The statement included in this objection is correct. Property values—including unit property values—can change from year to year. Most unit principle appraisals involve income-producing, special-purpose properties. The income generated by the taxpayer unit may change from year to year, so the unit’s actual economic returns may fluctuate over time. Economic and capital market conditions may also change from year to year. Therefore, the unit’s required economic returns may fluctuate over time. The difference between the taxpayer unit’s actual returns and the market participants’ required returns may change from year to year. Therefore, the unit-level economic obsolescence may fluctuate over time.

Assessment authorities are accustomed to fluctuations in property values due to economic obsolescence. For example, residential property values change (inversely) over time due to changes in mortgage interest rates. Like homeowners, unit property owners may decide not to sell their property during the periods when property values are depressed. However, the owner’s decision not to sell the property does not invalidate the fact that the property value (whether residential property or unit property) is depressed.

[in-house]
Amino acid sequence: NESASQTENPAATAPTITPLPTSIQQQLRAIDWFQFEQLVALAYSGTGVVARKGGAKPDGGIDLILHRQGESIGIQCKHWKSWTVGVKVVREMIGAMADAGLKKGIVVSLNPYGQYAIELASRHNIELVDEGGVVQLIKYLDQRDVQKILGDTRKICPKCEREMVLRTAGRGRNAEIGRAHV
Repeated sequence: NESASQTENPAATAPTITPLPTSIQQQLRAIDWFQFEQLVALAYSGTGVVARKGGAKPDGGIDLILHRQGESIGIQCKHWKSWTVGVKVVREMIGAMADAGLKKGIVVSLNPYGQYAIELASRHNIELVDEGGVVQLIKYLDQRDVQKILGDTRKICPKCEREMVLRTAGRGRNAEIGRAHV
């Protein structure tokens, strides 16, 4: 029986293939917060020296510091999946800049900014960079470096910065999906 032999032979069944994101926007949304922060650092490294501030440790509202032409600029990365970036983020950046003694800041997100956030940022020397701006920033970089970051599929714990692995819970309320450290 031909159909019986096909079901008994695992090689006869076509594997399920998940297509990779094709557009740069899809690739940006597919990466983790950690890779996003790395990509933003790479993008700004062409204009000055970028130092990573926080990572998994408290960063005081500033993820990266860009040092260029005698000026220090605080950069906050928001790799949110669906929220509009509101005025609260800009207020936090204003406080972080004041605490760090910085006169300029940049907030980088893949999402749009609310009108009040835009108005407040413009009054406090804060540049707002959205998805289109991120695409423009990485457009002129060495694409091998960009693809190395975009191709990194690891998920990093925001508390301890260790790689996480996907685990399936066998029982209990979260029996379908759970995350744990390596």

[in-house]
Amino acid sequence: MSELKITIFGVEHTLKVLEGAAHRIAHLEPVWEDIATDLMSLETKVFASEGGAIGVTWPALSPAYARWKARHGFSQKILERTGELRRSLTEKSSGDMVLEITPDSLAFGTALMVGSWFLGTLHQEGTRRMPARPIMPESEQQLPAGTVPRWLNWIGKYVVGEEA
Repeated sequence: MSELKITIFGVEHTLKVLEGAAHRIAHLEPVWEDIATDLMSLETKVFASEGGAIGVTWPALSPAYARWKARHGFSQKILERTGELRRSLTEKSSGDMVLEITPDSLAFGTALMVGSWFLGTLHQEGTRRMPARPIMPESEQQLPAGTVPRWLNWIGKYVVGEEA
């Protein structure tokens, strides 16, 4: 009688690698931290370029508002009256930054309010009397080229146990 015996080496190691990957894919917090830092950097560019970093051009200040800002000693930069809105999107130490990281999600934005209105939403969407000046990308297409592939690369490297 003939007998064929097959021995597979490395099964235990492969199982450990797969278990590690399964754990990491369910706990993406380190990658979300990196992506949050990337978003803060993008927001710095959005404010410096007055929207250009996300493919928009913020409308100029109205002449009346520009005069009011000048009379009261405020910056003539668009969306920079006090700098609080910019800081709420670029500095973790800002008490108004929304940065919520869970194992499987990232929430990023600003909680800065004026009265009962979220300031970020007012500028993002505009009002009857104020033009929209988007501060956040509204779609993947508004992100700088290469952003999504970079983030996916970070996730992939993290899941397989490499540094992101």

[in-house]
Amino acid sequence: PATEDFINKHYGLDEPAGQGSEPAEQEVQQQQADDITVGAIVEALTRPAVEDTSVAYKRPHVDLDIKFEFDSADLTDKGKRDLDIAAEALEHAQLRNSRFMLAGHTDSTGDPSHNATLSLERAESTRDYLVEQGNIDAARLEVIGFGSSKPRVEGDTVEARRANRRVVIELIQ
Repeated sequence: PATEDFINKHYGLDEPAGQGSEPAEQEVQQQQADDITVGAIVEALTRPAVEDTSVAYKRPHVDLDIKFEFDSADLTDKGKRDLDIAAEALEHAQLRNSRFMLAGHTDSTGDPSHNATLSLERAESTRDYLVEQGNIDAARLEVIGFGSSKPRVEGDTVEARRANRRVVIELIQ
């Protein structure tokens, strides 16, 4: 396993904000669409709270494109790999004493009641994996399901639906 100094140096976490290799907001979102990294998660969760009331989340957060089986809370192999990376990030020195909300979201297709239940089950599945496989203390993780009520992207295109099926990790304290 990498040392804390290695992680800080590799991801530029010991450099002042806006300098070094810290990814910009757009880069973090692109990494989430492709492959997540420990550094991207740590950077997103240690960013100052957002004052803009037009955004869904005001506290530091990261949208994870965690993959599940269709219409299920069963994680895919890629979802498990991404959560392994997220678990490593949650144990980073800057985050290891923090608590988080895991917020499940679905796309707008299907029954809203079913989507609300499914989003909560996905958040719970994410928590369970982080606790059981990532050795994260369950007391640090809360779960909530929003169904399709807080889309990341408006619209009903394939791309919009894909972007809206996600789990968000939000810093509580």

The objective of the unit principle appraisal (or of any appraisal) is to estimate a current value—and not a constant value over time.

Objection 12: There is No Economic Obsolescence without a GAAP Impairment Charge

Assessor Objection

If the property experienced economic obsolescence, then the taxpayer would have to record an impairment charge “write-down” on its generally accepted accounting principles (GAAP) basis financial statements.

Best Practices Response

There are very specific accounting tests required for determining the impairment of a long-lived asset under U.S. GAAP. The guidance for such an asset impairment is provided by Financial Accounting Standards Board (FASB) Accounting Standards Codification (ASC) topic 360, Property, Plant, and Equipment. Specifically, the asset impairment accounting guidance is provided in ASC topic 360-10, Impairment or Disposal of Long-Lived Assets. ASC topic 360-10 provides for a very specific quantitative test for an asset impairment: